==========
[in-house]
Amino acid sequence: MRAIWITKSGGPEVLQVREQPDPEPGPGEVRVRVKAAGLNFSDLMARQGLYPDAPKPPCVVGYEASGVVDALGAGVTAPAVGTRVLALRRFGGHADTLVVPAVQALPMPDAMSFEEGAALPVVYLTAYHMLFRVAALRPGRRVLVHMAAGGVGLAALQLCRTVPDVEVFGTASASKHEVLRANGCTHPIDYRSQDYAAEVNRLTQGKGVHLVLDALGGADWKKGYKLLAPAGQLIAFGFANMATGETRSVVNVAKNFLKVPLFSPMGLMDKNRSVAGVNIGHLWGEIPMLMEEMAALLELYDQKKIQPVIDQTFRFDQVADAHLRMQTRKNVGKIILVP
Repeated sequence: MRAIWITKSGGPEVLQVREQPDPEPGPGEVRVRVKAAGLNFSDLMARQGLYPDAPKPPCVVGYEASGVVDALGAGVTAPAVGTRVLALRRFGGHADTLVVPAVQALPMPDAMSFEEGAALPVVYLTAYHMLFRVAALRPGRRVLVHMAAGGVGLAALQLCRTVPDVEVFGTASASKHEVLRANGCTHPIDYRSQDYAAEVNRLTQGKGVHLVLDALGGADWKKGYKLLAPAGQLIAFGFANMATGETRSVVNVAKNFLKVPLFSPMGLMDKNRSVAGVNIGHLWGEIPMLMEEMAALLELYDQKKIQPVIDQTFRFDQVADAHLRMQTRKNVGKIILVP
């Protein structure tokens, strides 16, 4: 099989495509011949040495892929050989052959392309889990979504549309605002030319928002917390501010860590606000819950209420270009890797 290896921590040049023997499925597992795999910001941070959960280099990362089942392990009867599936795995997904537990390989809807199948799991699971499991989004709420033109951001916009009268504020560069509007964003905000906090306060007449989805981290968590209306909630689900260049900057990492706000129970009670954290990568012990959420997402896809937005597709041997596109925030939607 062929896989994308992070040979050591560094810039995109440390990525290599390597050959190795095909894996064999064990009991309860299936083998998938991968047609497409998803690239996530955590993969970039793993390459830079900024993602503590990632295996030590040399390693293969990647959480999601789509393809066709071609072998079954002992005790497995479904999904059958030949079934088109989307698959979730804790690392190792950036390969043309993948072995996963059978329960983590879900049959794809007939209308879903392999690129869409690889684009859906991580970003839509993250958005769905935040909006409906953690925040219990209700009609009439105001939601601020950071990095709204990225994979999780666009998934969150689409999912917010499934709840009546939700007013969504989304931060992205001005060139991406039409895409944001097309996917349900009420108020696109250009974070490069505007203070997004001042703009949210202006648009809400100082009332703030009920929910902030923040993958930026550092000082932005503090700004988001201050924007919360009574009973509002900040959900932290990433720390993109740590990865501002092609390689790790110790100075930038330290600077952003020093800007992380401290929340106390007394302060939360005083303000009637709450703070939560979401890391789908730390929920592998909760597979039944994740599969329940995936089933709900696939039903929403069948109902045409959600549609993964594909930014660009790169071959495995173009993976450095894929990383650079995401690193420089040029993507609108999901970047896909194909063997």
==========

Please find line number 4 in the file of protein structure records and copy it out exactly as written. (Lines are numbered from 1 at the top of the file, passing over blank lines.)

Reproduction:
């Protein structure tokens, strides 16, 4: 099989495509011949040495892929050989052959392309889990979504549309605002030319928002917390501010860590606000819950209420270009890797 290896921590040049023997499925597992795999910001941070959960280099990362089942392990009867599936795995997904537990390989809807199948799991699971499991989004709420033109951001916009009268504020560069509007964003905000906090306060007449989805981290968590209306909630689900260049900057990492706000129970009670954290990568012990959420997402896809937005597709041997596109925030939607 062929896989994308992070040979050591560094810039995109440390990525290599390597050959190795095909894996064999064990009991309860299936083998998938991968047609497409998803690239996530955590993969970039793993390459830079900024993602503590990632295996030590040399390693293969990647959480999601789509393809066709071609072998079954002992005790497995479904999904059958030949079934088109989307698959979730804790690392190792950036390969043309993948072995996963059978329960983590879900049959794809007939209308879903392999690129869409690889684009859906991580970003839509993250958005769905935040909006409906953690925040219990209700009609009439105001939601601020950071990095709204990225994979999780666009998934969150689409999912917010499934709840009546939700007013969504989304931060992205001005060139991406039409895409944001097309996917349900009420108020696109250009974070490069505007203070997004001042703009949210202006648009809400100082009332703030009920929910902030923040993958930026550092000082932005503090700004988001201050924007919360009574009973509002900040959900932290990433720390993109740590990865501002092609390689790790110790100075930038330290600077952003020093800007992380401290929340106390007394302060939360005083303000009637709450703070939560979401890391789908730390929920592998909760597979039944994740599969329940995936089933709900696939039903929403069948109902045409959600549609993964594909930014660009790169071959495995173009993976450095894929990383650079995401690193420089040029993507609108999901970047896909194909063997």